Archive photograph of the Geffrye Museum from the early twentieth century
2014 marks two significant anniversaries for the Geffrye Museum: the tri-centenary of the opening of the almshouses for London’s poor and elderly, and the centenary of the conversion of the almshouses to the museum.
The centenary celebrations began in the spring with our special exhibition, useful + beautiful: contemporary design for the home, which explored the best in innovative, contemporary domestic design by established designers and emerging talent, from furniture and textiles to lighting and technology.
Throughout the summer, celebrations have focussed on the Geffrye’s gardens and buildings, including special tours of the restored almshouse, tea-themed events for adults and children during Chelsea Fringe, live musical and theatrical performances. There is also a special display, Geffrye 100, which charts the changing nature of the almshouses and the museum, highlighting some of the untold stories, unknown people and unseen objects in the Geffrye's history.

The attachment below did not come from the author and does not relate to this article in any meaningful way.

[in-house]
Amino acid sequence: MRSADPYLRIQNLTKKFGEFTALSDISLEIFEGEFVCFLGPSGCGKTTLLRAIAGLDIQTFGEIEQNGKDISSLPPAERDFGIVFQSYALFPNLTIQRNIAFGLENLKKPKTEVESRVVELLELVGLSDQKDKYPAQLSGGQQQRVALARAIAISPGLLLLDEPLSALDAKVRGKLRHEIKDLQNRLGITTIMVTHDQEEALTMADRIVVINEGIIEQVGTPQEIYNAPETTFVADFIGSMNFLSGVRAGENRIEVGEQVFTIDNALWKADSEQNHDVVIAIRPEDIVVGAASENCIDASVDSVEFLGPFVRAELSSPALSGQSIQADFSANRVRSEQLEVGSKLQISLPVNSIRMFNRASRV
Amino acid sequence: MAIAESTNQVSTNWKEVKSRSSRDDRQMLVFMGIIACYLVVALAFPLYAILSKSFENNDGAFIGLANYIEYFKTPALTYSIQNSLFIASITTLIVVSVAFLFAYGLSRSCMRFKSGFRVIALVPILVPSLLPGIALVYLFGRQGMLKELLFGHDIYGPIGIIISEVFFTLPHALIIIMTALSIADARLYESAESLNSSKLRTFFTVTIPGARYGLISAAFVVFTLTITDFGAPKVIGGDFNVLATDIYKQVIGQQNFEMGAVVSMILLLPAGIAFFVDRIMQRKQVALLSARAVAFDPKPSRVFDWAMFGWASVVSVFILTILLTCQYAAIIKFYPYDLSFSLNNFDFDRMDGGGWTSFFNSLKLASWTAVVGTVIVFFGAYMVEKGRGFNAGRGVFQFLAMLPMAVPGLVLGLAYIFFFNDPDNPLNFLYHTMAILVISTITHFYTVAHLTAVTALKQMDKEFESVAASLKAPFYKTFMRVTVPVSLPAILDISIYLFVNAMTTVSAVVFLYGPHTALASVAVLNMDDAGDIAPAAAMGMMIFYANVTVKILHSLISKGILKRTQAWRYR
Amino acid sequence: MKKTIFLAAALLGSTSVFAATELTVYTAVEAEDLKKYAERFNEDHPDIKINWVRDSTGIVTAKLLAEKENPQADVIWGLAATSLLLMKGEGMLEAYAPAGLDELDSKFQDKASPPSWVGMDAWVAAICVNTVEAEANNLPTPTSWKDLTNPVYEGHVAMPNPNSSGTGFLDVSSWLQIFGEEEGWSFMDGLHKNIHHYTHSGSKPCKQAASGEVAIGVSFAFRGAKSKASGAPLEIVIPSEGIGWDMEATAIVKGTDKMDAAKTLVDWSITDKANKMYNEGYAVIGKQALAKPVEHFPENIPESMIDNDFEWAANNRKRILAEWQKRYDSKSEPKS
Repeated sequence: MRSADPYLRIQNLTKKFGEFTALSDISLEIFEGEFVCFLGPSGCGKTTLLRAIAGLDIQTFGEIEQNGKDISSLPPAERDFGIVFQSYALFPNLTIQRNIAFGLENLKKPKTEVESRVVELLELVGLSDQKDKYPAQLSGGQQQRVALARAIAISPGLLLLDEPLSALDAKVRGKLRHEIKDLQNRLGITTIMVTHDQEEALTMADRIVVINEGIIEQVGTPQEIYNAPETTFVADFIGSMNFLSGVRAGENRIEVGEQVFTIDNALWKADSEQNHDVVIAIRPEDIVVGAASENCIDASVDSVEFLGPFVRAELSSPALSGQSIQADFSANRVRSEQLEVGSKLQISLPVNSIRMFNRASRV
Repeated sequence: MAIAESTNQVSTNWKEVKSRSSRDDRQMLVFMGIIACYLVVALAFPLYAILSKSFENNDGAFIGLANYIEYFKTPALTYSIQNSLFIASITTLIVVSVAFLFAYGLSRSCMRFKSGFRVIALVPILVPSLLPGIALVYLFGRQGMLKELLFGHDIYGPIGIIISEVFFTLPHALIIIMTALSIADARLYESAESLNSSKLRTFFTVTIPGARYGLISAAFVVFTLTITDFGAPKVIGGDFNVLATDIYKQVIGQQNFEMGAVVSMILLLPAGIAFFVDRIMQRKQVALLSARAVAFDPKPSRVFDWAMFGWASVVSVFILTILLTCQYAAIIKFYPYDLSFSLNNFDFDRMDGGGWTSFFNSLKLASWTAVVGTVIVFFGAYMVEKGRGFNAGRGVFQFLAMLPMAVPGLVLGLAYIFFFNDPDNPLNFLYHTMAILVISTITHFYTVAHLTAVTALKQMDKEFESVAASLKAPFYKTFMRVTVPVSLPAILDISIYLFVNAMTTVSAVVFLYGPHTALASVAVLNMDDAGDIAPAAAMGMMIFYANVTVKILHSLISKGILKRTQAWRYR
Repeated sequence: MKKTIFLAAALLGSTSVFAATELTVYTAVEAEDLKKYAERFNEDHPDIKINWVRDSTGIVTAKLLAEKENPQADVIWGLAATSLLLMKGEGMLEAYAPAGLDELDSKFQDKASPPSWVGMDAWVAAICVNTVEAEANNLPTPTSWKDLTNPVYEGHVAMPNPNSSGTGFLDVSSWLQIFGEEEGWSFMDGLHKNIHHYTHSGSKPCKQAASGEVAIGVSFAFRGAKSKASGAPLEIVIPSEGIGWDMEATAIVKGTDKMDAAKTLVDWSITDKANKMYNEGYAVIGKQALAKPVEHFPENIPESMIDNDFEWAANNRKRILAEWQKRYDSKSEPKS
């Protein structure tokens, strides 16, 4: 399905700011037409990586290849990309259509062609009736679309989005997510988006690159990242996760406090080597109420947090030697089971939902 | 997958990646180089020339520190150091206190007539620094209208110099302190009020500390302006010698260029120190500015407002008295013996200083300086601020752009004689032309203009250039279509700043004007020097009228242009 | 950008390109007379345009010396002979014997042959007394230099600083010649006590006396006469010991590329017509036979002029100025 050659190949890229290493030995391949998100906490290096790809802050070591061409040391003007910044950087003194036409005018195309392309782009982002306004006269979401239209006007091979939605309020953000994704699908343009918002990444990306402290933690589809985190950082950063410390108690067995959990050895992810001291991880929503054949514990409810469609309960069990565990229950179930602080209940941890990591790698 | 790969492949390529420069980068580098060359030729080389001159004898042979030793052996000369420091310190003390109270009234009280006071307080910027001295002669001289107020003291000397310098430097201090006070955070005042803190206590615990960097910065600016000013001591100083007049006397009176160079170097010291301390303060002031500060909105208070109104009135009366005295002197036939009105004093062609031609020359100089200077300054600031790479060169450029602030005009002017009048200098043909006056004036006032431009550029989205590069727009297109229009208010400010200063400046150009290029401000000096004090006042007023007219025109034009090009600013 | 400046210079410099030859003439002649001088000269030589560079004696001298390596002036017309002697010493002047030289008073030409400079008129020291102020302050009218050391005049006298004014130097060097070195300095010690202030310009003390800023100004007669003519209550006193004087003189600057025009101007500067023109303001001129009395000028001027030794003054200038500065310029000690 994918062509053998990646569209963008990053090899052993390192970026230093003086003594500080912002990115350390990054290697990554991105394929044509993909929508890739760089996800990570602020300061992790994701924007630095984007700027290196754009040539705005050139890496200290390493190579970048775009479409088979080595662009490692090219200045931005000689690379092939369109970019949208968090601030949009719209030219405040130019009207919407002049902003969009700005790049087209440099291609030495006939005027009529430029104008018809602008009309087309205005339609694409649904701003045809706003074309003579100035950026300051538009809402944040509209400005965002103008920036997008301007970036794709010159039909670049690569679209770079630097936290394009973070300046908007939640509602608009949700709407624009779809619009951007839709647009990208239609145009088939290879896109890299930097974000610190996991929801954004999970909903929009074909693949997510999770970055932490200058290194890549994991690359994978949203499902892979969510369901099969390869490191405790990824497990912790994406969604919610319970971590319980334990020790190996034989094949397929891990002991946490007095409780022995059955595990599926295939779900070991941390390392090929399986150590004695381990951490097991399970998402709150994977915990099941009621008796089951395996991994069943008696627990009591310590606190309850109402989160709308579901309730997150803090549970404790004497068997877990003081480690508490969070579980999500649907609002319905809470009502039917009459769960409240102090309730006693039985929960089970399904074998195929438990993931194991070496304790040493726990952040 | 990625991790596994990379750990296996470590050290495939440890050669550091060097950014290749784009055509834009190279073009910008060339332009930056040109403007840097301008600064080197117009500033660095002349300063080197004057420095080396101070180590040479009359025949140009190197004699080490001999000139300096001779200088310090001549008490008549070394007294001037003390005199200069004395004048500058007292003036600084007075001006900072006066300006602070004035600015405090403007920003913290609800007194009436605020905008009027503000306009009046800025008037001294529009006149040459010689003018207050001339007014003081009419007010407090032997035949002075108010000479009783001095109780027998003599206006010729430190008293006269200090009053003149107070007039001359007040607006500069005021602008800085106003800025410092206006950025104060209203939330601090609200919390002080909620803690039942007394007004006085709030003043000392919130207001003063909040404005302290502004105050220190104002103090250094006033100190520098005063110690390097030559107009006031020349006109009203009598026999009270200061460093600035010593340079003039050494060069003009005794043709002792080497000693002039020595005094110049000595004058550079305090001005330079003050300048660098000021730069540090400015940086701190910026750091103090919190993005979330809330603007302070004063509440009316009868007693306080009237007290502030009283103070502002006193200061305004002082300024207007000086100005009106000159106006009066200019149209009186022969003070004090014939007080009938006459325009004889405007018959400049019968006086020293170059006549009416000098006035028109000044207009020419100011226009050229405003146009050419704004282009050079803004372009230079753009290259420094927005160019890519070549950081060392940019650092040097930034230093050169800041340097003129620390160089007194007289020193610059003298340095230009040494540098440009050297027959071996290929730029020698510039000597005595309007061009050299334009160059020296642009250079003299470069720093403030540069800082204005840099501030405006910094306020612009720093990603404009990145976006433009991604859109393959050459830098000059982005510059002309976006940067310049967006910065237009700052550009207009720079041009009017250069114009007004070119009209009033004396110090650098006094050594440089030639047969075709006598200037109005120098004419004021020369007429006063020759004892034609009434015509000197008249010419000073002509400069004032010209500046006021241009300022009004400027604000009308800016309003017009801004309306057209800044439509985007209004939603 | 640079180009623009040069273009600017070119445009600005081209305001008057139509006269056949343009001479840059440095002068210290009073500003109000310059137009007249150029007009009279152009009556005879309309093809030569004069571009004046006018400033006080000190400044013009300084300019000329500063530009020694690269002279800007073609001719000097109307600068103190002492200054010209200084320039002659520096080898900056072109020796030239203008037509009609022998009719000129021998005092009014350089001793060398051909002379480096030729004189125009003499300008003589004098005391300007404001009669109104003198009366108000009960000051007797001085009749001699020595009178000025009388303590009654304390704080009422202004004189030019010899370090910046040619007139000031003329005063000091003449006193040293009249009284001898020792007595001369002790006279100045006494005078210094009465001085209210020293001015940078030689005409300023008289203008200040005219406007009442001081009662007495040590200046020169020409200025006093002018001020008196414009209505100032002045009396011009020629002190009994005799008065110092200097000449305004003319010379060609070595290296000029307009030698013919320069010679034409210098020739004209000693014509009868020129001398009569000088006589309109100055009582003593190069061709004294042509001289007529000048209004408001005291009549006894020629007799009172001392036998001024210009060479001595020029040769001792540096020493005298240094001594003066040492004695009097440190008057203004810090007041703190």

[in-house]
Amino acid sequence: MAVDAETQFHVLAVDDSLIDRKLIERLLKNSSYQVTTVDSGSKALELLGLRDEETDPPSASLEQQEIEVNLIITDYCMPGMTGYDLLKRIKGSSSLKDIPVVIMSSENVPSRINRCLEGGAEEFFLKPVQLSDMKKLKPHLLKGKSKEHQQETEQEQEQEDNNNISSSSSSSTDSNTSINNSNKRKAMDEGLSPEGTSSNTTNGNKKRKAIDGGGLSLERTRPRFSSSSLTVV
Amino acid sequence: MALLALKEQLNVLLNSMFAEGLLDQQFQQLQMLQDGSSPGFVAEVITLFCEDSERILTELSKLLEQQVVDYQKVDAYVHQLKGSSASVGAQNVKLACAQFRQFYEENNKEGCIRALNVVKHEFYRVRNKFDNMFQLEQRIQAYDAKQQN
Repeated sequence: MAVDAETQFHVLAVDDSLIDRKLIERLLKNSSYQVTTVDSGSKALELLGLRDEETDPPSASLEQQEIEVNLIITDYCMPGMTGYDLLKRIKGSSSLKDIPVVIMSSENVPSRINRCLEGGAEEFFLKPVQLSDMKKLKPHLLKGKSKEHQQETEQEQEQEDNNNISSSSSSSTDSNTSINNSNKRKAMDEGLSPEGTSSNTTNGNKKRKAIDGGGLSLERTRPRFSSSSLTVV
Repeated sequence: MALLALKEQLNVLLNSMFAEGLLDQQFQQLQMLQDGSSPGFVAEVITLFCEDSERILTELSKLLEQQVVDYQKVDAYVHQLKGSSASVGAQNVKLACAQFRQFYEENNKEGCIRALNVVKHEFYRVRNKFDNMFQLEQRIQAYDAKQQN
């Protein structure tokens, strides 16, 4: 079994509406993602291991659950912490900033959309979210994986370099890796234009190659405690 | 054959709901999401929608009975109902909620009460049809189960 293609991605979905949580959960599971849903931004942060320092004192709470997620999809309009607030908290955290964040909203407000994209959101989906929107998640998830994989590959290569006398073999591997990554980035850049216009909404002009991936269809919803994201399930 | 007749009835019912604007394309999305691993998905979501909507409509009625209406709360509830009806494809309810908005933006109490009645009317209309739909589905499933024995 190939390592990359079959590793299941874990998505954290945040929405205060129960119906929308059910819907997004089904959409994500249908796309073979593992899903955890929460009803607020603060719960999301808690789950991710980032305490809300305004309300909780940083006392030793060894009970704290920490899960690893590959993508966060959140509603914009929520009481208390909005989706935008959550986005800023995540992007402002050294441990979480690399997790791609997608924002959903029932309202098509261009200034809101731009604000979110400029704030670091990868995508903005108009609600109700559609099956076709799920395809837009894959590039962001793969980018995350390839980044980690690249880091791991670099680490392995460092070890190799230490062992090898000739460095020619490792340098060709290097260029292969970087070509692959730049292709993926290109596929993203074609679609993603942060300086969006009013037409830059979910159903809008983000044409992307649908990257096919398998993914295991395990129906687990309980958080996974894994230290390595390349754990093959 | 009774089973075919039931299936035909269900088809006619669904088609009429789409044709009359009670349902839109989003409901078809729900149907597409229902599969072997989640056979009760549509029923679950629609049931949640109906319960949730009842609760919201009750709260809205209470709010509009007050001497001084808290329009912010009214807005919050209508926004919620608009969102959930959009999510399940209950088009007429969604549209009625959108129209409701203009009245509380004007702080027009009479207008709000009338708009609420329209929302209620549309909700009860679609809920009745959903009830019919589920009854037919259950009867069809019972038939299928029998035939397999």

Young people are at the heart of our celebrations – they have been exploring and re-interpreting the Geffrye’s historical almshouse buildings, and created an outdoor exhibition in the front gardens (on show until 4 January 2015). The exhibition includes large-scale photographic cubes, a mobile phone audio tour and large animal sculptures. On Sunday 17 August we held a special free Centenary celebrations family event, created by young people, which included craft activities, music and games for all the family. Young people will also lead monthly tours further exploring our almshouses’ history. A new online interactive timeline maps key moments in the history of the almshouses over the last 300 years.
In September, our annual Ceramics in the City selling fair showcased the work of 50 potters from across the UK. As autumn closes in, events include candlelight performances and talks, a banquet through the ages, tours of the almshouses with historic lighting and fires and the much-loved Christmas Past exhibition.